Definition of initiative in English:

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Pronunciation: /ɪˈnɪʃətɪv/


1 [mass noun] The ability to assess and initiate things independently: use your initiative, imagination, and common sense
More example sentences
  • Answering the 41 questions on this American ‘career advancement test’ is intended to determine your drive, initiative and ability to take on responsibility.
  • The skills they need include creativity and initiative, the ability to make decisions and solve problems, and a knack for working with others.
  • The interviewer is looking for your ability to show initiative, take responsibility and communicate.
enterprise, inventiveness, resourcefulness, capability;
imagination, imaginativeness, ingenuity, originality, creativity;
informal get-up-and-go, zing, push, pep, zip, punch, pizzazz
2 [in singular] The power or opportunity to act or take charge before others do: anti-hunting groups have seized the initiative in the dispute
More example sentences
  • By not immediately pressing them in their retreat from the village, he lost both the initiative and an opportunity to finally curb the tribesmen and end the war.
  • Lynx were ahead after 50 minutes but surrendered the initiative and despite laying siege to the Swinton try line in the closing stages they were unable to claim victory.
  • Ireland had not played particularly well in that first half, had forced a dream start but quickly lost the initiative as they allowed their insecurities and nervousness to manifest itself into their play.
advantage, upper hand, edge, lead, whip hand, trump card;
first step, first move, first blow, opening move, opening gambit, gambit;
beginning, start, commencement
3An act or strategy intended to resolve a difficulty or improve a situation; a fresh approach to something: a new initiative against car crime
More example sentences
  • Residents in one tenement in Edinburgh's Polwarth area which is managed by the scheme said the initiative had helped resolve anxieties about major structural work.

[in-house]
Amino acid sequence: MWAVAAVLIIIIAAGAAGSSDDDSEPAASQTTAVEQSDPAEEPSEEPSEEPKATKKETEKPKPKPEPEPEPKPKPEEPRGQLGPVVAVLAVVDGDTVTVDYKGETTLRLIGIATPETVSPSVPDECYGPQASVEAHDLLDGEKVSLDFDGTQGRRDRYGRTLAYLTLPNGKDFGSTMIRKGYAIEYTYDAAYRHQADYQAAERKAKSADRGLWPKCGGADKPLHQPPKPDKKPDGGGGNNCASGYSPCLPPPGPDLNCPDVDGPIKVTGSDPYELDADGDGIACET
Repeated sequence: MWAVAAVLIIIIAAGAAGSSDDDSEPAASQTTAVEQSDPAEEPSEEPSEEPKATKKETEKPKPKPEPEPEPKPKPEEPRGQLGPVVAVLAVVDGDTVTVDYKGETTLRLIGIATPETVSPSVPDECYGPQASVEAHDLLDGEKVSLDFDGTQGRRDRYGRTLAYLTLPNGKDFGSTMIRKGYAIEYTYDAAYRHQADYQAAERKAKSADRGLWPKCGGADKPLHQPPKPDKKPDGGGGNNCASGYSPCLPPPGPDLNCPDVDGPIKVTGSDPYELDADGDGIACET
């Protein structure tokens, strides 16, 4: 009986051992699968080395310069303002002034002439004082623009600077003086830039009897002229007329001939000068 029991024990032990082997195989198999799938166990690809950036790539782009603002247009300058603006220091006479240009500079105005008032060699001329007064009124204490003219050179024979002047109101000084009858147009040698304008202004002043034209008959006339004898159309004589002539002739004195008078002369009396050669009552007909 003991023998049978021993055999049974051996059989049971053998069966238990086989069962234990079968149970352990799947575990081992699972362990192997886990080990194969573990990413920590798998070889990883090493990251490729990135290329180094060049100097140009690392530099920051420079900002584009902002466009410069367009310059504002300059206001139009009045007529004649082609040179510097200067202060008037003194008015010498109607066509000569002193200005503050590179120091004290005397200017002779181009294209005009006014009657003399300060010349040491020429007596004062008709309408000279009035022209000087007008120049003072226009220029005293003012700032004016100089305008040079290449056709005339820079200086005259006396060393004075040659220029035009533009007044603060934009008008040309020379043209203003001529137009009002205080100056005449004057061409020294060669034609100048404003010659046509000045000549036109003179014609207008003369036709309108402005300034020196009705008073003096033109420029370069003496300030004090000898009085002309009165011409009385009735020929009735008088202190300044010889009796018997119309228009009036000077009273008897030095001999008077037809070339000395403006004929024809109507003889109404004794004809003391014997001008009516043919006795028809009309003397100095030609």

• The strategic initiative will include a two-stage approach to move to the full globalization of the market for top-level domains.
  • The policy initiative includes measures to improve the investment climate in the country and the launching of a new investment law.
plan, scheme, strategy, stratagem, measure, technique, proposal, step, action, act, manoeuvre, gambit;
French démarche
3.1A proposal made by one nation to another in an attempt to improve relations: a Middle East peace initiative
More example sentences
  • The US has a history of proposing peace initiatives without real sincerity as a political tactic.
  • He added that he was a hopeful a new peace initiative to improve relations with Pakistan and India would succeed.
  • Saudi Arabia has introduced a peace initiative on behalf of the Palestinians that has been embraced by most of the Arab states.
4 (the initiative) (Especially in Switzerland and some US states) the right of citizens outside the legislature to originate legislation.
Example sentences
  • Every state constitution has been amended far more often by the legislature than by initiative.
  • Within the fields of Community competence, its right of legislative initiative resembles that of a government, and even exceeds it in so far as the Commission's is a sole right.
  • Any statewide initiative implementation that includes the above elements will be a usable citizen initiative process.


on one's own initiative

Without being prompted by others: an activity in which the nurse acts on her own initiative
More example sentences
  • Managers need to be in the position where they can rely on their team to act on their own initiative, providing them with the authority to do so.
  • Elsewhere, many individual hospitals have acted on their own initiative or in association with groups such as the international network towards smoke free hospitals or the European network for smoke free hospitals.
  • Acting on their own initiative, farm households strive to stabilize their incomes largely through diversification of their income-producing portfolio.


Late 18th century: from French, from Latin initiare, from initium 'beginning'.

For editors and proofreaders

Line breaks: ini¦tia|tive

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